Bernanke's salvo to stave off deflation
pumps up commodity prices but could
prolong an already profound slump.
StreetTalk With Bob Lenzner
Robert Lenzner, 11.13.10
We seem to be in quite a bind. Federal Reserve Chairman Ben Bernanke’s QE2 policy of a loose monetary policy is creating opposition across the globe. Presidential Obama’s inability to fix fiscal policy is paralyzed by a weak economy and stiff political opposition.
We are approaching a national emergency because the U.S. must reduce its debt and deficit while simultaneously stimulating an economy enough to avoid deflation. This is an impossible policy combination at the moment. Reducing debt and deficits will just have to wait.
Where fiscal fixes from Washington have fallen short, Bernanke is picking up the slack and embarking on a course of dollar devaluation. The devalued dollar makes U.S. exports more competitive in the world market but it also makes imports like crude oil more expensive--not to mention hugely irritate our trading partners. This is a high wire act that will make or break the Bernanke-Obama regime.
The grim reality is that total public and private debt in the U.S. has reached 400% of gross domestic product, far above even the previous record of 299% of annual national economic output in 1933 during the nadir of the Great Depression. God help us if QE2 and its potential progeny spike interest rates and make it even more costly to service the national debt, which is projected to be $900 billion a year by 2020.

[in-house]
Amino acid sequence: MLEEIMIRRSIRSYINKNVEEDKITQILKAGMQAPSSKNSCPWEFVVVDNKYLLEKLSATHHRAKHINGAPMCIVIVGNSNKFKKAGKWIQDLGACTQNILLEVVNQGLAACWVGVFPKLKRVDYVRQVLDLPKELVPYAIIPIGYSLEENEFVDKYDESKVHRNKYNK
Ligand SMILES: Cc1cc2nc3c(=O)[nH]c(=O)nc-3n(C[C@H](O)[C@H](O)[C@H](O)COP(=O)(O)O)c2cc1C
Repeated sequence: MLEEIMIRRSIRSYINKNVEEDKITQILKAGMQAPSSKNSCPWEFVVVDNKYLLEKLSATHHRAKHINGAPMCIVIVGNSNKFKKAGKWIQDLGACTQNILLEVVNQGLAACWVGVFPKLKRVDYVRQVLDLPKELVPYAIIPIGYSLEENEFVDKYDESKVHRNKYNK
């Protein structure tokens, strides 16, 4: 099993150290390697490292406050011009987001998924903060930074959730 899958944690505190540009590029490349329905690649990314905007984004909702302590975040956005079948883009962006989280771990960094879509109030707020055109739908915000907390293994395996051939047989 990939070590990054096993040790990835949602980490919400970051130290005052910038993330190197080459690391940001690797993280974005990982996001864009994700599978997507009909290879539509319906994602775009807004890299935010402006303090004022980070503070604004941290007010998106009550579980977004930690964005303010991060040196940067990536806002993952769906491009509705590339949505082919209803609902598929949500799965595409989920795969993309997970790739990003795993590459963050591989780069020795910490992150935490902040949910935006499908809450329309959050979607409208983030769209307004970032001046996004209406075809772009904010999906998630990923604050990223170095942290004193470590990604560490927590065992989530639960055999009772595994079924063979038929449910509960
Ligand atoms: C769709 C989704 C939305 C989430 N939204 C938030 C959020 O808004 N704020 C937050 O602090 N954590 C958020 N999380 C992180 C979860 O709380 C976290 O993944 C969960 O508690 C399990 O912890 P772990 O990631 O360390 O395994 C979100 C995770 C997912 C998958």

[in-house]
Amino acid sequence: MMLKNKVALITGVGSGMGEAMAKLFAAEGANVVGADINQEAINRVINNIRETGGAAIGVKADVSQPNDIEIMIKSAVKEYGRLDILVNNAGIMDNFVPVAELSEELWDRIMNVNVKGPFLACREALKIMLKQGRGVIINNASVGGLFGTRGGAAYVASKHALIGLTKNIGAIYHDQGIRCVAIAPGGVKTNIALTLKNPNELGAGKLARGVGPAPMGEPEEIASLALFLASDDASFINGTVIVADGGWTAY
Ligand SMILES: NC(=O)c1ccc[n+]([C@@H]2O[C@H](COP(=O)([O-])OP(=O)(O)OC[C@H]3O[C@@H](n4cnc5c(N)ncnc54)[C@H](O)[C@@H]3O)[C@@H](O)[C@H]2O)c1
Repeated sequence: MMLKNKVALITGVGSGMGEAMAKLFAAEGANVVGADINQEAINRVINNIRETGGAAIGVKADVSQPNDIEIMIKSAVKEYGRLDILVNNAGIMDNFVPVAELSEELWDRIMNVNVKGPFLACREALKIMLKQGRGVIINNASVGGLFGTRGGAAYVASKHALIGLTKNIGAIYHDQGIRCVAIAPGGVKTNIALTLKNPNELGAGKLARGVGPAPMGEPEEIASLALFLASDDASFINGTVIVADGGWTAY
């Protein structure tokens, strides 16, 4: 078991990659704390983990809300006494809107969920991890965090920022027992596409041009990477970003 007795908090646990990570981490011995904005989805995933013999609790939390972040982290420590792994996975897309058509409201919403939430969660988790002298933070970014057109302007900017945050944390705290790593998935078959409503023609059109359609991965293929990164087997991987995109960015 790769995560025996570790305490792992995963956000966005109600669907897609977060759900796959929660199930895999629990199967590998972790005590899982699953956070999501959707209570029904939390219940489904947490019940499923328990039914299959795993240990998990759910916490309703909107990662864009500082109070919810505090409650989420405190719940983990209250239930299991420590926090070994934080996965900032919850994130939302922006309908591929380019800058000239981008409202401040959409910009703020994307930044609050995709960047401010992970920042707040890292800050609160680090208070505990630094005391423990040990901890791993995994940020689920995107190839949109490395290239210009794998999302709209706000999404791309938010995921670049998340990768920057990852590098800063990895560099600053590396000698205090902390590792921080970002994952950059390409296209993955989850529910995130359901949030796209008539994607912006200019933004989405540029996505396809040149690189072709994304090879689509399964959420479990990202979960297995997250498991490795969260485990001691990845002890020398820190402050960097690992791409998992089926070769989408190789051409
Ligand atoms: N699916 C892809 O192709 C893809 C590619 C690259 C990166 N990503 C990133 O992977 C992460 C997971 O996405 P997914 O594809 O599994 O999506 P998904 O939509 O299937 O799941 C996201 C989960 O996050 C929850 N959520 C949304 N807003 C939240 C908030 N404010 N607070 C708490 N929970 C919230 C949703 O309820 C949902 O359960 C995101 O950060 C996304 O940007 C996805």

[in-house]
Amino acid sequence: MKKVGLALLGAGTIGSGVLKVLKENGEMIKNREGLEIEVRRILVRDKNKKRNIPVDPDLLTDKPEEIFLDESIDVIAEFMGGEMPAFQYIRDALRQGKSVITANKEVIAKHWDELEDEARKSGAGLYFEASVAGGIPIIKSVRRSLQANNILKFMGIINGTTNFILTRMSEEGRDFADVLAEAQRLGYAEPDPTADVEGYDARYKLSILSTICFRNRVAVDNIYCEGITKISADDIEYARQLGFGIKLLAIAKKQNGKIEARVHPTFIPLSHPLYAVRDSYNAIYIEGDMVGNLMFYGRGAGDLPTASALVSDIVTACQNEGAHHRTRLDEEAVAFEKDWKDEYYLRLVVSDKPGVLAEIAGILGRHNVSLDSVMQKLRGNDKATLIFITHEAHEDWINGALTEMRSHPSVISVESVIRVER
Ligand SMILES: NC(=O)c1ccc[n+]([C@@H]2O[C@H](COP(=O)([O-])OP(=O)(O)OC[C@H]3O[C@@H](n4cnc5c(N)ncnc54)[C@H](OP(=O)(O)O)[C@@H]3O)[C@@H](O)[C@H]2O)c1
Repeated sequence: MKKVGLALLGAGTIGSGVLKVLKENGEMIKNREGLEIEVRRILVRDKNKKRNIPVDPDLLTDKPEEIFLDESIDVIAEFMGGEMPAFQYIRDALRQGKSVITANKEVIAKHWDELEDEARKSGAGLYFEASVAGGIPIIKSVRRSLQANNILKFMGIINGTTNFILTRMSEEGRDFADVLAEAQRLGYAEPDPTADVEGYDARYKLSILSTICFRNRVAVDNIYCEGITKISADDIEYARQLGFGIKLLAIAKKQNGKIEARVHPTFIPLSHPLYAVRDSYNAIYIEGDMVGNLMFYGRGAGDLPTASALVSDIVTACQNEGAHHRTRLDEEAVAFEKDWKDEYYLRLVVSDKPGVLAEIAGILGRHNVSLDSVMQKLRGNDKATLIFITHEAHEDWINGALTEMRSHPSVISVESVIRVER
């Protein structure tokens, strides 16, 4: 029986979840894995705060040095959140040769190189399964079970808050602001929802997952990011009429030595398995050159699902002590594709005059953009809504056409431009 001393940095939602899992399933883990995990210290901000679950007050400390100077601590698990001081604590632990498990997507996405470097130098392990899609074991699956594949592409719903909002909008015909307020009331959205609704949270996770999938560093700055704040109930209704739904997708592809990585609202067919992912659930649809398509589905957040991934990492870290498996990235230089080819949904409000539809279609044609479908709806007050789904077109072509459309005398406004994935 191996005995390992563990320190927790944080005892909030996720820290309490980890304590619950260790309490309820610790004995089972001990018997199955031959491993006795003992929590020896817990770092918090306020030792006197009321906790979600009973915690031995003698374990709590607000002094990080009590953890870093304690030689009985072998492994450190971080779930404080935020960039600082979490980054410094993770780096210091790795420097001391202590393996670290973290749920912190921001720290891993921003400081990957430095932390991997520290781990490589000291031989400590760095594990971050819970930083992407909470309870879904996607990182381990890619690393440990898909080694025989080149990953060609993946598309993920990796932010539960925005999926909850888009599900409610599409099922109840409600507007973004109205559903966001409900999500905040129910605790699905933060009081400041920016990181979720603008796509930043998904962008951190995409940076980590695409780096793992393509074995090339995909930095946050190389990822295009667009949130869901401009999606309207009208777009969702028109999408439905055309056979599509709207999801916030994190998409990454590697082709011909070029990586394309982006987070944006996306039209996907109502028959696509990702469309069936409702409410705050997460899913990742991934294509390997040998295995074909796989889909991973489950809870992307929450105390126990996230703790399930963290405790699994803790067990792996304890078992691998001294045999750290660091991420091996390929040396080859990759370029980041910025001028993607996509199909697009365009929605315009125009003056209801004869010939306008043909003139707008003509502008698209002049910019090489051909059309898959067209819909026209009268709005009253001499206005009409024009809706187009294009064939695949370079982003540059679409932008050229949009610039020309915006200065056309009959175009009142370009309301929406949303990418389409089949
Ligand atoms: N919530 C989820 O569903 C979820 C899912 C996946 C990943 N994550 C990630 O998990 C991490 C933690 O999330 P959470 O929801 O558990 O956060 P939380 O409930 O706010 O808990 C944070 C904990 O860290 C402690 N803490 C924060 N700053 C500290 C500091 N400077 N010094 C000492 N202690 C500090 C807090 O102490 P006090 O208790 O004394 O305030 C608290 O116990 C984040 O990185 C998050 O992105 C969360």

Adding $600 billion to the public debt as we are in order to drive the rate of inflation up 1%-- to in effect double the rate of inflation--only underscores the predicament faced by Bernanke and ultimately Obama. There is not a lot of wiggle room in the federal budget for more of this because so much of what we’re not yet spending on stimulus or national defense goes to entitlements, a burden made ever more costly thanks to runaway health care costs.
A Congressional Budget Office chart projecting the rising cost of health care presented this week at a Goldman Sachs alumni meeting showed a sharp line going from 10% of GDP in 2010 to 20% in 2050, while the costs of Social Security remain in a flat line basically. Goldman expects only minor changes in the health reform bill passed by the Obama administration.
This is the backdrop to the next two years and the national debate that will rage about how to get back in control of U.S. finance. Continue Reading